I was impressed by Salman Rushdie in his interview with Bill Moyers on public television last night--even though I only caught parts of it. He seemed like a thoroughly civilized, thoughtful, and compassionate man. The interview series is about one of your favorite subjects, Bush: faith.
I trust you might be able to watch it, because we the word "faith" has been bandied about too much of late by those who seek to exploit it for political gain, and listening to a man like Rushdie has to be a broadening experience. While he himself is a confirmed and joyful atheist, he nonetheless professes great respect for religion and religious people--a respect learned from a beloved grandfather, a deeply religious and practicing Muslim who was, as Rushdie described him, also the most tolerant man he ever knew.
Educated in part at my own alma mater, Cambridge University, Rushdie is in a position to know both the Islamic culture into which he was born and the Western culture he has thoroughly assimilated. In today's world, he points out, "We are inescapably involved with each other. We have to deal with each other." He sees the struggle in the Muslim world as being not primarily about Islam: "The IRA," he astutely notes, "is not inherently Catholic." Fanaticism, in his view, is no more than "a pimple on the nose" of Islam, and it's incumbent on the moderate Muslim world to reject it.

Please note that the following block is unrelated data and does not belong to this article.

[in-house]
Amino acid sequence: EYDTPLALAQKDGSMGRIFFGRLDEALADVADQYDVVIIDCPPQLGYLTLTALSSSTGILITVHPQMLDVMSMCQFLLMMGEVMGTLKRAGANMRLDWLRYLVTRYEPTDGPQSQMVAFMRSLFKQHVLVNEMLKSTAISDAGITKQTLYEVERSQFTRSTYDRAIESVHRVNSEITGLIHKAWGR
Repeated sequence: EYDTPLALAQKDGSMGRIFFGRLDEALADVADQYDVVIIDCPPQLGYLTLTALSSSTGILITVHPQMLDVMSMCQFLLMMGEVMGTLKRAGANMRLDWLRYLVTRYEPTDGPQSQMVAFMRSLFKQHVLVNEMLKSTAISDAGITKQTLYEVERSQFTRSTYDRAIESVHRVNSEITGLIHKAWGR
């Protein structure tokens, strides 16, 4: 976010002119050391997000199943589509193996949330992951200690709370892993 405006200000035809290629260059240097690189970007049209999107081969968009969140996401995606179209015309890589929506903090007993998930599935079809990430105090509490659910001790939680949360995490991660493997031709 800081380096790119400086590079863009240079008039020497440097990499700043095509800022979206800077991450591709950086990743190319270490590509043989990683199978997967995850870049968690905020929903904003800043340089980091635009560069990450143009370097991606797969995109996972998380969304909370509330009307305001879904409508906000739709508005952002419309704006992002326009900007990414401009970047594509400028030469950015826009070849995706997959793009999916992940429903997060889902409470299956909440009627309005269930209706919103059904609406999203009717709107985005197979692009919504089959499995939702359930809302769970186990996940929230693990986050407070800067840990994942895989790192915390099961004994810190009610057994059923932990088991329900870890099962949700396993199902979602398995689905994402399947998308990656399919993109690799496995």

"There is so much incomprehension between the West and the rest of the world," he laments," adding that "We need to understand imaginatively who each other is." He sees this imaginative understanding to be the primary task for himself as a writer and, he adds, for virtually every other writer he knows. I find that aspiration to be a noble and appropriate one, Bush--and one that I hope to be following with you here in The Bush Diaries. It's all about learning to be more fully human, as I see it--about becoming more fully conscious of the breadth and depth of the human species and its infinite potential. And writing is the only way I know to do it.